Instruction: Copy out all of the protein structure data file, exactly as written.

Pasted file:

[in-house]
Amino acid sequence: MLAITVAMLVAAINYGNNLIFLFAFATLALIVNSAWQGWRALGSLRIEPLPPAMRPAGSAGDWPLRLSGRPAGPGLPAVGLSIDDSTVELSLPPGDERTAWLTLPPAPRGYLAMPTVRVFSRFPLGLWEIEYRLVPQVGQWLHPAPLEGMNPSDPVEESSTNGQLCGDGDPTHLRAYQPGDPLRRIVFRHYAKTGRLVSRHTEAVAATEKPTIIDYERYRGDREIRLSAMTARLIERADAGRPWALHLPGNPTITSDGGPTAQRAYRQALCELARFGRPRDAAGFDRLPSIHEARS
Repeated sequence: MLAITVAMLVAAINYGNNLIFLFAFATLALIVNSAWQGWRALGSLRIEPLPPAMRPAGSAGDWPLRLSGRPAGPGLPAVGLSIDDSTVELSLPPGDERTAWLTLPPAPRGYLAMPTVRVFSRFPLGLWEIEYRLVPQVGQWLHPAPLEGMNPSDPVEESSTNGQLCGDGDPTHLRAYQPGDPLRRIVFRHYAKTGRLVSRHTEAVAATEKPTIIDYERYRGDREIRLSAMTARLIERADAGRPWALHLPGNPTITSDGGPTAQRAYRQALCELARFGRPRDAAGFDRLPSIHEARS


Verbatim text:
[in-house]
Amino acid sequence: MLAITVAMLVAAINYGNNLIFLFAFATLALIVNSAWQGWRALGSLRIEPLPPAMRPAGSAGDWPLRLSGRPAGPGLPAVGLSIDDSTVELSLPPGDERTAWLTLPPAPRGYLAMPTVRVFSRFPLGLWEIEYRLVPQVGQWLHPAPLEGMNPSDPVEESSTNGQLCGDGDPTHLRAYQPGDPLRRIVFRHYAKTGRLVSRHTEAVAATEKPTIIDYERYRGDREIRLSAMTARLIERADAGRPWALHLPGNPTITSDGGPTAQRAYRQALCELARFGRPRDAAGFDRLPSIHEARS
Repeated sequence: MLAITVAMLVAAINYGNNLIFLFAFATLALIVNSAWQGWRALGSLRIEPLPPAMRPAGSAGDWPLRLSGRPAGPGLPAVGLSIDDSTVELSLPPGDERTAWLTLPPAPRGYLAMPTVRVFSRFPLGLWEIEYRLVPQVGQWLHPAPLEGMNPSDPVEESSTNGQLCGDGDPTHLRAYQPGDPLRRIVFRHYAKTGRLVSRHTEAVAATEKPTIIDYERYRGDREIRLSAMTARLIERADAGRPWALHLPGNPTITSDGGPTAQRAYRQALCELARFGRPRDAAGFDRLPSIHEARS